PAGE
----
Peace Corps teachers in Guizhou at play
Peace Corps China
My Life as a Complex Adaptive System
2010 September 20, Posted by sky
Last weekend my site mate, Kate, and I went to Guizhou’s capital, Guiyang, for a new volunteer welcome party. I had to work until 4:30 on Friday and we caught the 6:00 bus out of Tongren. The ride took about 5 1/2 hours, but really wasn’t too bad. We got in around 11:30 and caught a cab to where some of our cohort was hanging out. We had a few drinks and then I headed over to my friend’s apartment to catch up on things and crash.
The next day was non-stop action. We got up, had some breakfast, and went back to the bus station to get return tickets. From there we went out of the city to a Peace Corps site to play hoops. We had about 18 guys, which was perfect. We had 3 teams of 6, and each game was only 5 points. This gave our out-of-shape bodies time to rest before getting back out for another round. Two hours on the court flew by, but by the end we were all pretty exhausted and went back to our respective apartments to shower and rest.
The evening was as eventful as the afternoon. We all met downtown at which point we divided into different groups for dinner. Some of us went for pizza, others for Muslim food, and still others, including me, went to bean hot pot. Bean hot pot is much different from the fire-like hot pot from Chengdu. It is much more mellow and, as the name suggests, they put pinto beans (or something like them) in the broth. The general idea is the same: you cook raw ingredients in the soup, transfer them to your bowl to cool, and then eat them. At the end, however, you have the beans at the bottom, that when you put over a bowl of rice, is nothing short of manna from the gods. Wow, is that stuff good! I think it is my favorite food in China, so far.
After dinner we all met at a bar that the China 15s rented for the evening. The bar had a dance floor inside and a balcony with a beautiful view outside. We chatted and danced and had an overall great time. We left by 1 and I came back to David’s place to watch the Bulldogs lose again. Sigh. It was 3:00 by the time I went to be and I am still a little tired from all the excitement. The good news is that we have Wednesday through Friday off and I am looking forward to the rest.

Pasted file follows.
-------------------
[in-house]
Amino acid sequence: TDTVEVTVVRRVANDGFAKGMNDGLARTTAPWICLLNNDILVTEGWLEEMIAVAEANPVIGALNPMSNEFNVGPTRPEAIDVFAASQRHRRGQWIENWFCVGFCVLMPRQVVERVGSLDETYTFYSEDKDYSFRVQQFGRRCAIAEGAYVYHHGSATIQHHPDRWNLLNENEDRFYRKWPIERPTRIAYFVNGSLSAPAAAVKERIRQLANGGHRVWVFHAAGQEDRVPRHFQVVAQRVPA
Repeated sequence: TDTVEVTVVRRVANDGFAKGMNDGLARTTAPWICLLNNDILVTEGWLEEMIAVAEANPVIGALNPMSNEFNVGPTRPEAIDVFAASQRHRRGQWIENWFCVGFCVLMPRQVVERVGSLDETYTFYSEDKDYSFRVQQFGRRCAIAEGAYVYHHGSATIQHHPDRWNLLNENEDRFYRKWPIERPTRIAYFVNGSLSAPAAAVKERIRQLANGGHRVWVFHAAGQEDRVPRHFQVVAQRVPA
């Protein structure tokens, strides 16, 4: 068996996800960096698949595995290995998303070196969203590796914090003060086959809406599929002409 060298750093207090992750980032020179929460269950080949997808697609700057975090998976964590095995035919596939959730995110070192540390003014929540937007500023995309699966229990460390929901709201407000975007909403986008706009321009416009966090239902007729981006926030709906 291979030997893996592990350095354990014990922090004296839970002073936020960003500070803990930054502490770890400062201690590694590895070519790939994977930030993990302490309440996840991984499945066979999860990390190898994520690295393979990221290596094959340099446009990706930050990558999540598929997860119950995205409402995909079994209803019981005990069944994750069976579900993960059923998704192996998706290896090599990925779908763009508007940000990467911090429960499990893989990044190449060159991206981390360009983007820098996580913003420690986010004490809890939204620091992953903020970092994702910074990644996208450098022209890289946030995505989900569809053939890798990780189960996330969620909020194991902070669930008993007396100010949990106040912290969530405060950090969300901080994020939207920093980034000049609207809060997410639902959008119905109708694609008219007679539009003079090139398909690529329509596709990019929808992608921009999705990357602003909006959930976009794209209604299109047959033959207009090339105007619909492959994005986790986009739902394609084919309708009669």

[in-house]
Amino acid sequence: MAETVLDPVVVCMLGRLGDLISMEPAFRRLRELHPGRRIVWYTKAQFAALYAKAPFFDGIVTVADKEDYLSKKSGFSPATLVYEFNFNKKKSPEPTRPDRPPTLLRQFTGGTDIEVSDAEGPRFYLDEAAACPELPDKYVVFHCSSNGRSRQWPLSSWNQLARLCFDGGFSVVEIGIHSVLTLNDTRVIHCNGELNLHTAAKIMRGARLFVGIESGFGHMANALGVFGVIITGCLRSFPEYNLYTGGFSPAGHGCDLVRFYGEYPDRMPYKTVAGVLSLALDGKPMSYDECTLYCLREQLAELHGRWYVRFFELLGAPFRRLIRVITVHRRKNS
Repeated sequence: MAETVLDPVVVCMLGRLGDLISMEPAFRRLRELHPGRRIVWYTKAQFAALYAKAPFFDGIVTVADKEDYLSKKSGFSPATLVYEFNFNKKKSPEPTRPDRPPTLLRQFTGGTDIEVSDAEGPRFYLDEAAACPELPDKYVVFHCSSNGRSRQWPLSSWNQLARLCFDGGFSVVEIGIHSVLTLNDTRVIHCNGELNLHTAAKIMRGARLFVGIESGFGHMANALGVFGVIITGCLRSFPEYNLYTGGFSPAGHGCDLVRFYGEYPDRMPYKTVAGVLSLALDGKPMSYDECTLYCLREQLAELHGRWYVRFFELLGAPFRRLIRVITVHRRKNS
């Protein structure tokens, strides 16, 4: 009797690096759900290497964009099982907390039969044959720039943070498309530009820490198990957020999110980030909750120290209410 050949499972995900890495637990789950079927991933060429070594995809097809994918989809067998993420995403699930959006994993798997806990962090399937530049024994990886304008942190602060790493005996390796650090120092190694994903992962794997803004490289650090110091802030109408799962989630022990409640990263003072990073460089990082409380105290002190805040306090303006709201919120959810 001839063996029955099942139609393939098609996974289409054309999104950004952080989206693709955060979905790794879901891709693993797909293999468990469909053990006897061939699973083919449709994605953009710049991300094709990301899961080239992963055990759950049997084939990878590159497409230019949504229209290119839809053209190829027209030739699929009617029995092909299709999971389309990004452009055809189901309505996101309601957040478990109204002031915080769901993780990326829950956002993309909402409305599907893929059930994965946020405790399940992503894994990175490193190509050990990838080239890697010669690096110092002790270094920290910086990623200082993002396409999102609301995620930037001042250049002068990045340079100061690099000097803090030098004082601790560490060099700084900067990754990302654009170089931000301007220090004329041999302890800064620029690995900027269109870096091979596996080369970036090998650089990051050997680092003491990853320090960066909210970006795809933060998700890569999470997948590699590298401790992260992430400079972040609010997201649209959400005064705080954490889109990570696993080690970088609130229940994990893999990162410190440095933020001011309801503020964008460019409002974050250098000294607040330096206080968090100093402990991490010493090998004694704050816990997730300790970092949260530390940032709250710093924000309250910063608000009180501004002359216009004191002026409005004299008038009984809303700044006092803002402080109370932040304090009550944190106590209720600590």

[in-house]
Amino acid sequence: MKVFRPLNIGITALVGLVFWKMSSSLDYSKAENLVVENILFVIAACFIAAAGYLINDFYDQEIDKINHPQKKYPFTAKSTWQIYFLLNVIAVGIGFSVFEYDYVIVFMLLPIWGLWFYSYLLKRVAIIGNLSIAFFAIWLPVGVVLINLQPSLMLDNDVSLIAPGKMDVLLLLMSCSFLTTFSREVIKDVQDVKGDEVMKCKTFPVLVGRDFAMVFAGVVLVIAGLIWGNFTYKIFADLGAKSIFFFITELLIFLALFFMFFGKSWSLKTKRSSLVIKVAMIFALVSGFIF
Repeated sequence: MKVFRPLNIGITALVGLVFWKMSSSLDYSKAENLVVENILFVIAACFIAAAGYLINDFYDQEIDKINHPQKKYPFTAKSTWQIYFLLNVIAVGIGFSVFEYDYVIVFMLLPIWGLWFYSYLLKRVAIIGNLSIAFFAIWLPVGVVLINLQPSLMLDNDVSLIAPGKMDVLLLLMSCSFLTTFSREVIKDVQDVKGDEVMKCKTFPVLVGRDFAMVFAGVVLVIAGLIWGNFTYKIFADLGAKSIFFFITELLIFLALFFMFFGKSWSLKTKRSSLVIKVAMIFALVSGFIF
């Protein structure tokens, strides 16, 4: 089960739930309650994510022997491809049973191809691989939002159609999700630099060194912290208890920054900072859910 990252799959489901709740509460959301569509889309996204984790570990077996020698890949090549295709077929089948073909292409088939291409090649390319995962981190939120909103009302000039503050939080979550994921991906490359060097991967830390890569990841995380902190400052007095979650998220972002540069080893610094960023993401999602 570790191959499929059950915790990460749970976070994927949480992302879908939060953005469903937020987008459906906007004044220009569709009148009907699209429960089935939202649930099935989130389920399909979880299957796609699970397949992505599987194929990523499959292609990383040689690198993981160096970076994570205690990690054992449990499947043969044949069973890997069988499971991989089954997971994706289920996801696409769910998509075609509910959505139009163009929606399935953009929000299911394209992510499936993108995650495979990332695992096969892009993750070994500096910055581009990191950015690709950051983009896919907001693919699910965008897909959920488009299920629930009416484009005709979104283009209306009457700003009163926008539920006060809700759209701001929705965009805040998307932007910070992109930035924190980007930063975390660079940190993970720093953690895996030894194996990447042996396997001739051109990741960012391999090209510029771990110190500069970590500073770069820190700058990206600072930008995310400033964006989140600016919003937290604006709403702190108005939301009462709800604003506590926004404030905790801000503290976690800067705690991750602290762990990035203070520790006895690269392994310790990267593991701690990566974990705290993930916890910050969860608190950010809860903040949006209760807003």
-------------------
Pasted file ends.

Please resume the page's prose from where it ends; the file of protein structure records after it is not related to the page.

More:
(from skylantzwagner.blog.com/2010/09/20/guiyang-get-together/ )
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Petzl RocTrip 2011: Getu Valley, China
Monday, 7 November, 2011
I just returned from the Getu Valley in China, where I was staying for 2 weeks for the Petzl RocTrip. This trip was one of the most unique journeys I’ve ever experienced. I had never traveled to Asia before, and therefore that element alone was new and exciting. China is different from the US in so many ways, from most significantly the language, to the food, to the overall way of life. On October 22 I flew from Denver to Guiyang with Emily Harrington, Joe Kinder, Collette McInnery, Dave Graham, Andrew Bisharat and Lynne Hill. We arrived in Guiyang October 24 (I stepped on the plane 18, and stepped off the plane having turned 19 .. 🙂 )
The trip was long but actually really fun because we were all super psyched to arrive to this unknown, unfamiliar place. Once in Guiyang we met up with a bunch of other Petzl travelers from different parts of the world and we all boarded a bus which shuttled us 4 hours outside of the already rural city of Guiyang to the real out-country of China: Getu Valley!
Huge limestone arches and rolling rice-paddy mountains surrounded our base in Getu Valley. Petzl rented out a hotel for the athletes to stay at and eat at during the trip and the rooms were more luxurious than we anticipated. Emily and I shared a room that was basic but nice. The hotel lacked comforts like hot water though, so we had to get used to cold showers, but we adjusted to this! We also just got pretty dirty and stopped caring about frivolous luxuries like hot showers and clean clothes… Though now that I just took a nice hot shower here in Colorado, I realize how much I missed it!
Climbing in the Getu Valley was very different as well. The rock was limestone and the main place that we climbed at was called the “Great Arch.” To approach this sector we first took a boat across a river, then we had to hike up 1,400 steps which was probably the coolest approach I’ve ever encountered on a climbing trip. From the Great Arch we could look out over the valley and see the surrounding mountains and stupendous cliffs rising from the river below.
During the RocTrip it was really inspiring to climb with so many motivated, well-established climbers from all over; China, USA, France, Australia, New Zealand, Spain, Turkey, and more. There were also many spectators, organizers, photographers, and videographers.